Harold and Kathy have become the curators of the Steves legacy of historic agricultural memorabilia. Well beyond the extensive Holstein herd records are stories, documents, images, newspaper clippings and items from the seed and vegetable business, dairy processing/ delivery, horses, poultry and Holstein breed improvement activities in western Canada. Returning home from school, Harold had a standing offer of fudge on Tuesday afternoons with his grandfather’s younger sister Ida (both Ida and Mary Alice lived to 96 years!) Harold became the vessel that held his family’s early history, via Ida’s stories and shorthand records. Some years later, Kathy would transcribe the precious history for broader appreciation by the family and community.
Not a Fairytale
Certainly, Manoah’s ambitions to excel in breeding prime stock for farming generated great progress in the area, but it was not without many challenges. There were cattle losses, depressed markets, a struggling economy which intersected with heavy mortgages all creating financial pressures that they had to withstand. Often, the remedy was selling land or livestock. In doing so, the cattle carrying the ‘Lulu’ or later ‘Steveston’ prefixes would spread the original purebred genes quickly across many more early breeder herds. Much later, starting with the Great Depression, most farms would struggle to keep up since it was difficult to sell enough milk or meat to pay expenses. Toward the end of the Depression, cows would bring $10 at auction, maybe as much as $60 for world record cows, Harold shares.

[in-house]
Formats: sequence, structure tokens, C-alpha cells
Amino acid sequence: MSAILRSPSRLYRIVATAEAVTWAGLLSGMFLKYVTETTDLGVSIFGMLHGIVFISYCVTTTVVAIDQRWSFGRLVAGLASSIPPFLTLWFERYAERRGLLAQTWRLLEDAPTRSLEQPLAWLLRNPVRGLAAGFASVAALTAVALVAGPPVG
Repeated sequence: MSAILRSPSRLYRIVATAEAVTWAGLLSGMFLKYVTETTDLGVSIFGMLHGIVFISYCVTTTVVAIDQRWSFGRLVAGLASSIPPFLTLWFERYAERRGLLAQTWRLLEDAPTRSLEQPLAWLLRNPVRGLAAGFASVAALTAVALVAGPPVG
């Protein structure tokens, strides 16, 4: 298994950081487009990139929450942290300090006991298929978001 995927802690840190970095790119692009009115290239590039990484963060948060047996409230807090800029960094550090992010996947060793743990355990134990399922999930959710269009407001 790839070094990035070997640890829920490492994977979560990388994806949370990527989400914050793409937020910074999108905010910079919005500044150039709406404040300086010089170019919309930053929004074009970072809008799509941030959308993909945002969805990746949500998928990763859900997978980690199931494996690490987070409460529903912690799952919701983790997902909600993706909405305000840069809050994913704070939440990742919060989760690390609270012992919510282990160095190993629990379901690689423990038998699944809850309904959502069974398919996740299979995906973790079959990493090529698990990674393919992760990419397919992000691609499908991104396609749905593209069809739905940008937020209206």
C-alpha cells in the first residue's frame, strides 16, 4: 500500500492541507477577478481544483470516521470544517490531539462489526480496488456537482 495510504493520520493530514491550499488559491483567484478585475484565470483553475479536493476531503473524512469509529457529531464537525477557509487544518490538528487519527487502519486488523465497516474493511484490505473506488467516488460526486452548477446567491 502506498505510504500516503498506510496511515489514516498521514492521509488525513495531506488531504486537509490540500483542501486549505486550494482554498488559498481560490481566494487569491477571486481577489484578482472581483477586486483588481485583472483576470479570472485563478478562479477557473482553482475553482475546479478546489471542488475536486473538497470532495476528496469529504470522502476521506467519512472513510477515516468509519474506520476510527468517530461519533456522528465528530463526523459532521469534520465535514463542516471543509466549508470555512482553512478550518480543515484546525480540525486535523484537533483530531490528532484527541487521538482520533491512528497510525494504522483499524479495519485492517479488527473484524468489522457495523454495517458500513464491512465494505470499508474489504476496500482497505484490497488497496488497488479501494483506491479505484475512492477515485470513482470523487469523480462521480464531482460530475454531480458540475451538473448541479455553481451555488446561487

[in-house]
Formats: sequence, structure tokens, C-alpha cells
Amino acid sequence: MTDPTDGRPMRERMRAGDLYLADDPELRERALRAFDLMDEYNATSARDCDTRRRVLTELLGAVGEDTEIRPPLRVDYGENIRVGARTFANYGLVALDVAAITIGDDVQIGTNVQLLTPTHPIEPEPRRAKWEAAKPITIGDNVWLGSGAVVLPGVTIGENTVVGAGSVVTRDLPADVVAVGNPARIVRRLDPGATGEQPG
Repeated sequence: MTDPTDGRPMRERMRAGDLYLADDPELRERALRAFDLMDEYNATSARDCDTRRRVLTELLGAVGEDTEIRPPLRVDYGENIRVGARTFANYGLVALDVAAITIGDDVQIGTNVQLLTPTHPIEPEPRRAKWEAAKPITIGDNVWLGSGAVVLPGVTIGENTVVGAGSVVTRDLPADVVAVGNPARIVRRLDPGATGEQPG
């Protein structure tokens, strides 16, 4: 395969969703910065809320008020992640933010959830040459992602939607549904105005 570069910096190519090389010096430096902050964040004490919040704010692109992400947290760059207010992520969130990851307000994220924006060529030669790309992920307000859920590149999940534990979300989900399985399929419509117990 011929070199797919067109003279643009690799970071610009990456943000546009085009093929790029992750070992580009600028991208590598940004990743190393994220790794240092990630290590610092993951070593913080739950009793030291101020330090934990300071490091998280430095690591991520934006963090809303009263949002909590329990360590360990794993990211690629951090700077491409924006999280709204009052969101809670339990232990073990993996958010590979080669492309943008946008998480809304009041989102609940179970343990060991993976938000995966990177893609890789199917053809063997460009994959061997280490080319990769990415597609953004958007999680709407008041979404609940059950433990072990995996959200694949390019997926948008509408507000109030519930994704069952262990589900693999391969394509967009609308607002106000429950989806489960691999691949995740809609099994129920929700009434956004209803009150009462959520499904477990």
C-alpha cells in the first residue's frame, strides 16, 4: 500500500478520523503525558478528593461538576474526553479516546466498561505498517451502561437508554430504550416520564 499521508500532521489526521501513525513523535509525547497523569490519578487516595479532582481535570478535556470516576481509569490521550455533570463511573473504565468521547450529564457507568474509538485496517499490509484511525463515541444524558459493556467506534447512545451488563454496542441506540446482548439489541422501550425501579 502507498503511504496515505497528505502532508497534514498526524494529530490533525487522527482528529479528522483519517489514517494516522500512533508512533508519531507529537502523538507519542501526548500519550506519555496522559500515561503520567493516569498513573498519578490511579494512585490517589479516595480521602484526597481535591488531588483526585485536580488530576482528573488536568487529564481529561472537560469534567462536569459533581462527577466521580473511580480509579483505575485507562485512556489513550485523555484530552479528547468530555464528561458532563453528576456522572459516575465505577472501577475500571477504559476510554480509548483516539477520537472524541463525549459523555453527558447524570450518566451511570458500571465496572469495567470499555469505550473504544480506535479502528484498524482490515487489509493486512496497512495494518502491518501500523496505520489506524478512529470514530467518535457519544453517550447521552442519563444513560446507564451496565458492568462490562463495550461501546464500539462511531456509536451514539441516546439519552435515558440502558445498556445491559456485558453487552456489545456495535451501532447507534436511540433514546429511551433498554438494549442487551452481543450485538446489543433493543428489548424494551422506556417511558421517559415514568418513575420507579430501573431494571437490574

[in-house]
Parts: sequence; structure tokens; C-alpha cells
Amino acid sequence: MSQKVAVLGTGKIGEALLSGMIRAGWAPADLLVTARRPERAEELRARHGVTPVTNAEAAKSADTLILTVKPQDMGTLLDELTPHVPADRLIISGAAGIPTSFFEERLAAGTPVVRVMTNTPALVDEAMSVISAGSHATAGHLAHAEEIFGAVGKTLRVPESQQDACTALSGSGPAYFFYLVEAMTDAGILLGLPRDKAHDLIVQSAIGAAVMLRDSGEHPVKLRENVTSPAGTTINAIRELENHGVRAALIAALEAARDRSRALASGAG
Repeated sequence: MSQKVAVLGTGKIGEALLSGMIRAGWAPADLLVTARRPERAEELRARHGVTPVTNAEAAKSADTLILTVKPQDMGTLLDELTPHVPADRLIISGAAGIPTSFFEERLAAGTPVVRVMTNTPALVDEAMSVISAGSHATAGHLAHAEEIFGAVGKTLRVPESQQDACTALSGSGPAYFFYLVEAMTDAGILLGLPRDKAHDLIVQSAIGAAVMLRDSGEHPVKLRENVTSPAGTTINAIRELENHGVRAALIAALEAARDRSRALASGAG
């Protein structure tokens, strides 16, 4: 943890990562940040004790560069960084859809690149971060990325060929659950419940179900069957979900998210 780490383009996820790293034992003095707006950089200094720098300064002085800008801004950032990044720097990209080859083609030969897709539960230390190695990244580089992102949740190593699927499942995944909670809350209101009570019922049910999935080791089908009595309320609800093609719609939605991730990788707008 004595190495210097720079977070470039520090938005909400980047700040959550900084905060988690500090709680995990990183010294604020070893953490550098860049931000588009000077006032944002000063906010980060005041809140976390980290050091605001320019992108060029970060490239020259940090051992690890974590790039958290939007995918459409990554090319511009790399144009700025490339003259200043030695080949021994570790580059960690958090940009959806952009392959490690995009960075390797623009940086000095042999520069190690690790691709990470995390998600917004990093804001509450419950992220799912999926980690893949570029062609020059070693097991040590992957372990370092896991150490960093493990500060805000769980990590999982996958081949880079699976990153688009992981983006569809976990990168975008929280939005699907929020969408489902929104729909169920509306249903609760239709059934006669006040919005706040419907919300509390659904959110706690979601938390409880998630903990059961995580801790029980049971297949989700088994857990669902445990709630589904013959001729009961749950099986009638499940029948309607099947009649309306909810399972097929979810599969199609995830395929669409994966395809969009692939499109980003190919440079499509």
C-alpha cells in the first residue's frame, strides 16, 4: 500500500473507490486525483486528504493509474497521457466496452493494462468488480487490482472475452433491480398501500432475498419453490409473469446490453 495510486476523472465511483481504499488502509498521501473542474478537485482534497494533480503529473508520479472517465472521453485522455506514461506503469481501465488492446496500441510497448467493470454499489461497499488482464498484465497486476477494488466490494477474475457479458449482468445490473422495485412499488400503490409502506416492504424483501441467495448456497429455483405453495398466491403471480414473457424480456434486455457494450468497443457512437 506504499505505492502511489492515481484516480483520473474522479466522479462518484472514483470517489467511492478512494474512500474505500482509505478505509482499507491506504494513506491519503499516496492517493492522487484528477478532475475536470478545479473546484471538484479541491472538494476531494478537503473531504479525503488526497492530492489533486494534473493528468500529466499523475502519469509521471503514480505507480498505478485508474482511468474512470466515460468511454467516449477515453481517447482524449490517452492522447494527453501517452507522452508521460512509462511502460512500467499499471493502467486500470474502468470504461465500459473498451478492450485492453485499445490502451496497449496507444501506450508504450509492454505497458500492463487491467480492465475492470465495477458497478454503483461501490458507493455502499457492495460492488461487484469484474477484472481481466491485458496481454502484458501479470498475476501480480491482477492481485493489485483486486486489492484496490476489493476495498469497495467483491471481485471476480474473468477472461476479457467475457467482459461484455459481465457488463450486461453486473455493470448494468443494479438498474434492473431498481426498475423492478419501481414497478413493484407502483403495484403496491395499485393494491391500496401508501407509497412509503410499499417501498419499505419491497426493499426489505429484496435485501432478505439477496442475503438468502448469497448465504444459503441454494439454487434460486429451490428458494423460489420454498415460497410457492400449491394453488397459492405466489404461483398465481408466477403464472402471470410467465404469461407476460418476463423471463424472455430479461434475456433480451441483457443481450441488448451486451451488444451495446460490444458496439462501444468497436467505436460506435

Later, around 1959, came the zoning change that signaled the catastrophic change for farms in the Richmond area. Despite the protests of around 160 farmers, the City would not be swayed. Many farms could not afford the increased tax, and some simply became ‘non-conforming’ to the new residential zone regulations. In other cases, land was expropriated. Farming was on its way out, while the airport, commercial development on the river and vast residential developments were on their way in.
Kathy’s article presents more detail based on family records and information from Holstein-Friesian Herd Books. It’s a fascinating synopsis of early dairying (and purebreds) through the records of one family. It’s a big history, one which will require a subsequent article...stay tuned!
1 - Harold and Kathy Steves shared some of the intriguing history from the vast archives of their family, starting with Manoah Steves and the first registered Holsteins imported to BC.
2 - Manoah and Martha Steves, 1887, just before he departed for the west coast.
3 - This 1897 Country Gentleman newspaper from Albany, New York, profiled several ads for Holsteins, amid a wide variety of farming ads.
4 - After Manoah died in 1897, JM built his horse barn in 1900 at No.1 Road and Steveston Hwy. The horse is their stallion, Sudbourne Sheriff, born in Sudbourne, England and imported by Alexander Galbraith of Wisconsin. They won the “Premier Championship Breeder” award for horses at the AYP Exposition in 1909.
5 - Joseph (JM) Steves beside the original Steves' residence built in 1878. The house was originally on six foot stilts (similar to piles but set on 3-4 foot cedar slabs, not driven into the ground). The house was lowered sometime after the dyke was built in 1907.
6 - This clipping from a local 1953 newspaper, celebrated the 75-year milestone of Manoah Steves’ importation of purebred Holsteins and their impact.
Manoah Steves / JM
Steves and Sons – Part 1
The Early Years